Bayesian design strategies for synthetic biology

Chris P. Barnes, Daniel Silk, Michael P. H. Stumpf

Abstract

We discuss how statistical inference techniques can be applied in the context of designing novel biological systems. Bayesian techniques have found widespread application and acceptance in the systems biology community, where they are used for both parameter estimation and model selection. Here we show that the same approaches can also be used in order to engineer synthetic biological systems by inferring the structure and parameters that are most likely to give rise to the dynamics that we require a system to exhibit. Problems that are shared between applications in systems and synthetic biology include the vast potential spaces that need to be searched for suitable models and model parameters; the complex forms of likelihood functions; and the interplay between noise at the molecular level and nonlinearity in the dynamics owing to often complex feedback structures. In order to meet these challenges, we have to develop suitable inferential tools and here, in particular, we illustrate the use of approximate Bayesian computation and unscented Kalman filtering-based approaches. These partly complementary methods allow us to tackle a number of recurring problems in the design of biological systems. After a brief exposition of these two methodologies, we focus on their application to oscillatory systems.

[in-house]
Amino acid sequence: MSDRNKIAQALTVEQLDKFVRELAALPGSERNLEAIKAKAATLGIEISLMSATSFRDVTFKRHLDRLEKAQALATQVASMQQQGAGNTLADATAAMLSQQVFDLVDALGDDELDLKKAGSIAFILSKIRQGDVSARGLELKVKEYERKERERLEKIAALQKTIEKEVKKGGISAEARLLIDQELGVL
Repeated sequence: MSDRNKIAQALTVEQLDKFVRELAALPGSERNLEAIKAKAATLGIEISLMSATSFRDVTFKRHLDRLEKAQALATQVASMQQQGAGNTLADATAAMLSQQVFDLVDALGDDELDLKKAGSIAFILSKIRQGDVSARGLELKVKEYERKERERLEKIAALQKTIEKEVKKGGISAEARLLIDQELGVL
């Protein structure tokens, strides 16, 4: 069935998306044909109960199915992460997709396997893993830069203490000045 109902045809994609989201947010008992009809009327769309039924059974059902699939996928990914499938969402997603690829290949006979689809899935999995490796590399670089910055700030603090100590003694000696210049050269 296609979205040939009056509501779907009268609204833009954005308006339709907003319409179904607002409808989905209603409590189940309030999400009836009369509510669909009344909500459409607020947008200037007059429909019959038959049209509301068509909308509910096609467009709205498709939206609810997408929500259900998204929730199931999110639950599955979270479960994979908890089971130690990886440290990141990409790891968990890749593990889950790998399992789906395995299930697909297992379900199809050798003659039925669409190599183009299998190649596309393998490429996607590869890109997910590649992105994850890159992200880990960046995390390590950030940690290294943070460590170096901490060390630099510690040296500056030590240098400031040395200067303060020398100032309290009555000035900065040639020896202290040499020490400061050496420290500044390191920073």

Footnotes

  • One contribution to a Theme Issue ‘Inference in complex systems’.

  • Received June 15, 2011.
  • Accepted September 12, 2011.
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